Family unity is often a key motivation for immigration. Mothers, fathers, sons, and daughters who seek to sponsor their immediate family members may do so via a policy commonly known as family unification or family-based immigration.

While the origins of family-based immigration were flawed, it has been the backbone of immigration reform since 1965 and ultimately remains a reflection of our nation’s value of the importance of family unity.

Unfortunately, immigration hardliners refer to this policy as “chain migration” in an attempt to dehumanize immigrants and imply an effort to circumvent immigration procedures. The Trump administration has been among those to call for an end to family-based immigration.

In 2017, the administration supported legislation that would have ended some of the family-based categories that are in place and made deep cuts to family-based immigration. Additionally, the administration has had no misgivings about their assault on migrant families in their attempts to deter both legal and illegal immigration. Separating children from their parents at the border, ending prosecutorial discretion for parents of minor children, ending protections for families fleeing horrific conditions in their home countries, and arresting family sponsors of unaccompanied children are just a few of the horrific ways in which the administration has targeted families.

Similarly, the proposed public charge rule released by the U.S. Department of Homeland Security (DHS) on October 10 will have a devastating effect on families, and would be a direct attempt by the administration to cut family-based immigration. This proposed rule aims to drastically redefine what it means to be deemed a public charge and ultimately denied entrance to the U.S. or lawful permanent residency by punishing working class families for use of public assistance programs such as the Supplemental Nutrition Assistance Program (SNAP), Temporary Assistance for Needy Families (TANF) Supplemental Security Income (SSI), Medicaid, and Home Energy Assistance Programs.

Those primarily affected by this proposed rule would be those applying through family-based visa petitions as the rule applies to two categories of immigrants:

  1. Those seeking admission to the United States.

  2. Those lawfully present in the U.S. seeking a change of status to obtain a green card or lawful permanent residency (LPR).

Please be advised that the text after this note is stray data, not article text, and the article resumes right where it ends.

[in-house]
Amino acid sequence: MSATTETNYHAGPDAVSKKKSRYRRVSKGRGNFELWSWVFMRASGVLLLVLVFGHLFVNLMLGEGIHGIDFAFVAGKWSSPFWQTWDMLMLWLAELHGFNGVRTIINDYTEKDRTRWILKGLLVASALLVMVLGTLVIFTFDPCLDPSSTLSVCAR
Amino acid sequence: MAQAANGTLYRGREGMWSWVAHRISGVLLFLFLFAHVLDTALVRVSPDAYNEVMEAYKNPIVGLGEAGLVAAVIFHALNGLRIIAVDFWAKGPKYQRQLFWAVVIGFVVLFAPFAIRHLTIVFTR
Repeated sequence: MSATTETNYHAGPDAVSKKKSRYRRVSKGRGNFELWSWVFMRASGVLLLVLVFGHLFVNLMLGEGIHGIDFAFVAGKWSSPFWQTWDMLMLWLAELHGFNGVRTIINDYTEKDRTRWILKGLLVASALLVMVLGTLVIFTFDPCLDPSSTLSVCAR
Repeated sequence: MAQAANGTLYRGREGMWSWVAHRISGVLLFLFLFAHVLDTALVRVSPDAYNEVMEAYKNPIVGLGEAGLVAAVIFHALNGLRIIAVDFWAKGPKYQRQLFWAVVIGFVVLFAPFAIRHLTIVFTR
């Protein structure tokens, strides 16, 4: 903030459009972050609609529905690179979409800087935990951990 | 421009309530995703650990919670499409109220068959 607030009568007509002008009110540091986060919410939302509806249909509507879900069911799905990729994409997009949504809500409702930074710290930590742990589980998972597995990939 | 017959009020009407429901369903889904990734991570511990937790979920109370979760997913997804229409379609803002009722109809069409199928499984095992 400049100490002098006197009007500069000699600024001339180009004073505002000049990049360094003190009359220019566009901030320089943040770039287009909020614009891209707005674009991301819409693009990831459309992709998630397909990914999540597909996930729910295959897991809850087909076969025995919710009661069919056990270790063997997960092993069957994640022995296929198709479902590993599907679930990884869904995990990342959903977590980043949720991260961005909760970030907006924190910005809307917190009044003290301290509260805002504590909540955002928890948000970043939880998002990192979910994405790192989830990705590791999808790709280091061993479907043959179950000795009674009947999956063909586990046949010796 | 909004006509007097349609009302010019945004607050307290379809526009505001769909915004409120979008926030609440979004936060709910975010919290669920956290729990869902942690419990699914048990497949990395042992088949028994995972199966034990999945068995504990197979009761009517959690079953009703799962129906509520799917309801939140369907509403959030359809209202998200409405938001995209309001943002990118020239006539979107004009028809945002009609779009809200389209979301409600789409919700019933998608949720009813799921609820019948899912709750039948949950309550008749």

According to DHS, in 2016 approximately 68% of the total persons who obtained LPR status were immediate relatives of U.S. citizens or had a family-based sponsor. The proposed rule would make it more difficult for families to stay together or reunify, as families will be forced to meet the new requirements for a wide range of demands including relatively high income, education, language skills, and good health.

According to the Migration Policy Institute (MPI), “Many citizens, both U.S. and foreign born, would encounter new barriers to uniting with their family members.” The current application of the public charge test affects approximately 3 percent of family-based visas and applicants. DHS estimates that the new rule would drastically expand this test to affect approximately 382,000 family-based immigrants within the United States per year. MPI reports that in addition more than 550,00 persons living abroad would be subject to the rule as well. Implementing this rule will negatively impact the ability of low-income families to meet their basic needs and will unnecessarily result in family separations.

The open comment period for this proposed rule will end on December 10, 2018. First Focus strongly opposes this proposed rule and urges both individuals and organizations to submit comments fight this rule.

See our #ProtectChildren and #ProtectFamilies Resource center for child-focused model comments, more information, and other actions you can take to stand against this proposed public charge rule.